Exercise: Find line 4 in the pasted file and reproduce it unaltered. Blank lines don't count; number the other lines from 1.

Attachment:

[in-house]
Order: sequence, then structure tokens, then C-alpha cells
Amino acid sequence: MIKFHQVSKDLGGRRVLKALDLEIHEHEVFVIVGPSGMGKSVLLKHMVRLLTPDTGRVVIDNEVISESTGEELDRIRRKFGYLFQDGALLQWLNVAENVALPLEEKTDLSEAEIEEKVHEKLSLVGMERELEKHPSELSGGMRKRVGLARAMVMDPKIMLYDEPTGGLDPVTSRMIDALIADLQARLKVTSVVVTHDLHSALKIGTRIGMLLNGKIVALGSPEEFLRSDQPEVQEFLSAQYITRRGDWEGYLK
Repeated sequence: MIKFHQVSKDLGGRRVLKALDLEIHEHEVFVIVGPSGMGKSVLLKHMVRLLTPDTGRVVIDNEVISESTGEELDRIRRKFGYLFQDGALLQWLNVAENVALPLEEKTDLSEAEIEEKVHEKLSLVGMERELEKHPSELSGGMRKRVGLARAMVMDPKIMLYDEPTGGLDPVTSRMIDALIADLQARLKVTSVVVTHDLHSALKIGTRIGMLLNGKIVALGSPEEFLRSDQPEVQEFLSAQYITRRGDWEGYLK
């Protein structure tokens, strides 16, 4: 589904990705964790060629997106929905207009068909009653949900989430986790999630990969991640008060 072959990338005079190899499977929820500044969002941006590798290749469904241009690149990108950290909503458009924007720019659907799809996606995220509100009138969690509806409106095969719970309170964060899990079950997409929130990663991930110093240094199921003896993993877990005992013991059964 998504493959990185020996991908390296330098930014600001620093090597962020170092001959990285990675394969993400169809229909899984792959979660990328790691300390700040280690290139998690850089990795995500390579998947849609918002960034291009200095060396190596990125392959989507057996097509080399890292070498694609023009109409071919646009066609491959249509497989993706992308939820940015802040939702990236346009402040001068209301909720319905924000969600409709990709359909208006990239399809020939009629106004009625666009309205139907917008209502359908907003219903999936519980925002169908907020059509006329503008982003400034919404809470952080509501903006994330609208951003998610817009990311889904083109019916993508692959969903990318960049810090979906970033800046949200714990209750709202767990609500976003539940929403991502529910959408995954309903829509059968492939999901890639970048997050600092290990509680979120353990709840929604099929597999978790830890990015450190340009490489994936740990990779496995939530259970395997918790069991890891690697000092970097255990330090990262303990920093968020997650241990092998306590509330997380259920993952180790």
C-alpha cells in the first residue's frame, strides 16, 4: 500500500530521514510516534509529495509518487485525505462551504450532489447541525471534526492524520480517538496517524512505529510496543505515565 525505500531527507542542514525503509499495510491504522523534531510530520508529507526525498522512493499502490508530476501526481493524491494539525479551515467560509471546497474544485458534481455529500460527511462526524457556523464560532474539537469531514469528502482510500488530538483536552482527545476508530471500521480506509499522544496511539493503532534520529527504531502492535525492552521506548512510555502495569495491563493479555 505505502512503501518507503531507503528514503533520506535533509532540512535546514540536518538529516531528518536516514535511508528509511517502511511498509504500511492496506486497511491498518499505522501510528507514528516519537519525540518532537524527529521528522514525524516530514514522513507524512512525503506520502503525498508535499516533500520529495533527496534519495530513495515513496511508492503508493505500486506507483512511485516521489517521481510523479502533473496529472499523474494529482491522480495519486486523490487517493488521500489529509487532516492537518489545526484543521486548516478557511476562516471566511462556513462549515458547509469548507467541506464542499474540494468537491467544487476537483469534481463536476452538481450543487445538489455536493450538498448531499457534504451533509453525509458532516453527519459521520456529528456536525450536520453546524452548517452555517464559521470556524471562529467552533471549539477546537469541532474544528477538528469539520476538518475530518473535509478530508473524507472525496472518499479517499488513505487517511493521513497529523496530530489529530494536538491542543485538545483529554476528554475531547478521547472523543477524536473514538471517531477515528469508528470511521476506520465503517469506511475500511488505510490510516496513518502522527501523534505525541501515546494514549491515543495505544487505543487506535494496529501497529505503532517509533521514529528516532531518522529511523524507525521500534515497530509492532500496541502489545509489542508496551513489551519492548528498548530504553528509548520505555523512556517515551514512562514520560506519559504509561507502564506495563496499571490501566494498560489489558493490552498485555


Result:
Repeated sequence: MIKFHQVSKDLGGRRVLKALDLEIHEHEVFVIVGPSGMGKSVLLKHMVRLLTPDTGRVVIDNEVISESTGEELDRIRRKFGYLFQDGALLQWLNVAENVALPLEEKTDLSEAEIEEKVHEKLSLVGMERELEKHPSELSGGMRKRVGLARAMVMDPKIMLYDEPTGGLDPVTSRMIDALIADLQARLKVTSVVVTHDLHSALKIGTRIGMLLNGKIVALGSPEEFLRSDQPEVQEFLSAQYITRRGDWEGYLK